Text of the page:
Jñānagarbha's Commentary on the Distinction Between the Two Truths

By Malcolm D. Eckel

Subjects: Buddhism
Series: SUNY series in Buddhist Studies
Paperback : 9780887063022, 232 pages, January 1987
Hardcover : 9780887063015, 232 pages, January 1987

Alternative formats available from:

Table of contents


Notes to the Introduction
Part One. Jnanagarbha and the Growth of the Madhyamaka Tradition
1. Jnanagarbha's Madhyamaka Background
2. Jnanagarbha's Works
3. The Structure of Argument
A. The Two Truths
B. From Affirmation to Negation
C. From Negation to Affirmation
D. Dialectic or Paradox?
4. Jnanagarbha's Debt to Dharmakirti
Notes to Part One

Part Two. Jnanagarbha's Commentary on the Distinction Between the Two Truths
I. Introduction
II. Ultimate Truth
III. Relative Truth
IV. Karma, Transmigration, and Buddhahood
V. Conclusion

Part Three. Selections from the Subcommentary with Explanatory Notes

Part Four. The Tibetan Text

Appendix. The Blockprints of the Derge Edition of the Tibetan Text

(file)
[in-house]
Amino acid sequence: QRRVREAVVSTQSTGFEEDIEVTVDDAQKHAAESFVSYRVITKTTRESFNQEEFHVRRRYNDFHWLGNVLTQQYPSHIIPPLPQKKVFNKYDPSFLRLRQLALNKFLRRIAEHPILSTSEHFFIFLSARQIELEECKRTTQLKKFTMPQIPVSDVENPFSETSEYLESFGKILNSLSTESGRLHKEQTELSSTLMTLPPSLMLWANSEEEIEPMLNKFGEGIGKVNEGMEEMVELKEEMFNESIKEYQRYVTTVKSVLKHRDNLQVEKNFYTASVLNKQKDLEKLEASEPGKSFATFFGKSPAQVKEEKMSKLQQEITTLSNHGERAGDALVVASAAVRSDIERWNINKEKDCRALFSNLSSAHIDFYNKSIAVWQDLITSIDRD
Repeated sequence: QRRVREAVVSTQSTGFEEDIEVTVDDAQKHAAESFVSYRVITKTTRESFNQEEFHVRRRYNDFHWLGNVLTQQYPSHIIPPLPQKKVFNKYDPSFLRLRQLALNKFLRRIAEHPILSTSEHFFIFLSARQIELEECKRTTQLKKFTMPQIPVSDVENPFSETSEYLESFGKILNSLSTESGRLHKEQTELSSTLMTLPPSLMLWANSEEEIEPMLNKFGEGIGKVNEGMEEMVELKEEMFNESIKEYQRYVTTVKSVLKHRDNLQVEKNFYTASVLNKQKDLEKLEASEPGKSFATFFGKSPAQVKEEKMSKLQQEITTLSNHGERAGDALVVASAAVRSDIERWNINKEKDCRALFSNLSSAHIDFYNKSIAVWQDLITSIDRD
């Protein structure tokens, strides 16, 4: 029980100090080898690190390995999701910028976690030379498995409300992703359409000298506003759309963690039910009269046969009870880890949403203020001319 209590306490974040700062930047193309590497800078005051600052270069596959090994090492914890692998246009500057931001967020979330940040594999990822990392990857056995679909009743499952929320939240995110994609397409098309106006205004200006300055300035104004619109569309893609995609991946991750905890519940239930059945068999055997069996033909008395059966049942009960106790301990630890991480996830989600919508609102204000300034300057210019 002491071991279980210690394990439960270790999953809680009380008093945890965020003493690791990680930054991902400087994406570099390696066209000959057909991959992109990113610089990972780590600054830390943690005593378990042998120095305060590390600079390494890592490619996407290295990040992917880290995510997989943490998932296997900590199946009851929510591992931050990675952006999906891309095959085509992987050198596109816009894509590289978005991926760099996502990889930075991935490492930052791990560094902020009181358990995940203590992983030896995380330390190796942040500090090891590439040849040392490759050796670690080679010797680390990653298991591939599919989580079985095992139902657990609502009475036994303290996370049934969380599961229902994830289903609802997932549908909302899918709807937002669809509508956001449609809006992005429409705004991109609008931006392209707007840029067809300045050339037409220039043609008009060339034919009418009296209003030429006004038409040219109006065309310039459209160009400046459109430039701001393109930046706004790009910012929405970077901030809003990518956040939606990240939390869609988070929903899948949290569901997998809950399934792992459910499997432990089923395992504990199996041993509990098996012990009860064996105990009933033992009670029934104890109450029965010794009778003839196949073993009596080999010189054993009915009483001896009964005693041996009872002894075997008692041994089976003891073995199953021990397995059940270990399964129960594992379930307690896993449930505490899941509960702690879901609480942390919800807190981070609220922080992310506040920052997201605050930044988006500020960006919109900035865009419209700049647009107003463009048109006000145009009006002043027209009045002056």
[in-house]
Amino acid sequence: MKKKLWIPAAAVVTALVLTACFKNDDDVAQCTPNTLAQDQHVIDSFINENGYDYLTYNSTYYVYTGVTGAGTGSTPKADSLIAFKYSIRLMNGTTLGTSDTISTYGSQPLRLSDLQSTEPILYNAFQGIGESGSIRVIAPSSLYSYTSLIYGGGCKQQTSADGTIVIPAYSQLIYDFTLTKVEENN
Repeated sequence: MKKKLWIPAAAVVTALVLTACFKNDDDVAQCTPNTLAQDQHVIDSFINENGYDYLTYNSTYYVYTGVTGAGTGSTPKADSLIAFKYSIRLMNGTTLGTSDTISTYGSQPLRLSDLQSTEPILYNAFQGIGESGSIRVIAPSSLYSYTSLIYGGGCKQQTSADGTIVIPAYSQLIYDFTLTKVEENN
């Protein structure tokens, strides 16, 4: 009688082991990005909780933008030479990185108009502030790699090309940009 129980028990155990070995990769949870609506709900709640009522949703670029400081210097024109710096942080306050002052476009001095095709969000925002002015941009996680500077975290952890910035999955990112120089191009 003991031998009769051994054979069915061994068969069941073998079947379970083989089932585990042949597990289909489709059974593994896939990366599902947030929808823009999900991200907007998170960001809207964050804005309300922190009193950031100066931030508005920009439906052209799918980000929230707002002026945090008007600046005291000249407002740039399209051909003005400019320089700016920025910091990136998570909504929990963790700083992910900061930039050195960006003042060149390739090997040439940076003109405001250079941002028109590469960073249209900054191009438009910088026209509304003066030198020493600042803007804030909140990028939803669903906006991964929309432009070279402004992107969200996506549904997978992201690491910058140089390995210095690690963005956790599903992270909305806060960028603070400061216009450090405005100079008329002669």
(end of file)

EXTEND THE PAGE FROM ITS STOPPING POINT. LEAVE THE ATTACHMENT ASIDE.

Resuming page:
Index of Sanskrit Terms and Phrases
Index of Proper Names


The Mādhyamaka School of Indian Buddhist thought has had tremendous influence in the Buddhist world, particularly in Tibet, China and Japan: in the West it has become the subject of intense interest in the fields of comparative religion and philosophy. Many aspects of Mādhyamaka thought, however, remain obscure, especially during the period when Buddhist thought was first introduced to Tibet.

Jñānagarbha's Commentary on the Distinction between the Two Truths is a concise and lucid introduction to the issues and personalities that dominated Indian Mādhyamaka thought on the eve of its introduction to Tibet. As an example of the influential but little-known Svātantrika branch of the Mādhyamaka School, Jñānagarbha's work shows quite vividly how the commitment to reason in the search for ultimate truth shaped not only the dialogue between Mādhyamaka thinkers and members of other Buddhist schools, but also the evolution of the Mādhyamaka tradition itself.

David Eckel has translated Jñānagarbha's text in its entirety and provided an introduction that situates the text clearly in its historical and philosophical context. Extensive notes, a transliterated version of the Tibetan translation, and a reproduction of the original Tibetan blockprints make this volume useful to scholars as well as to the interested general reader.

Malcolm David Eckel is Associate Professor of the History of Religion at the Center for the Study of the World Religions at Harvard University.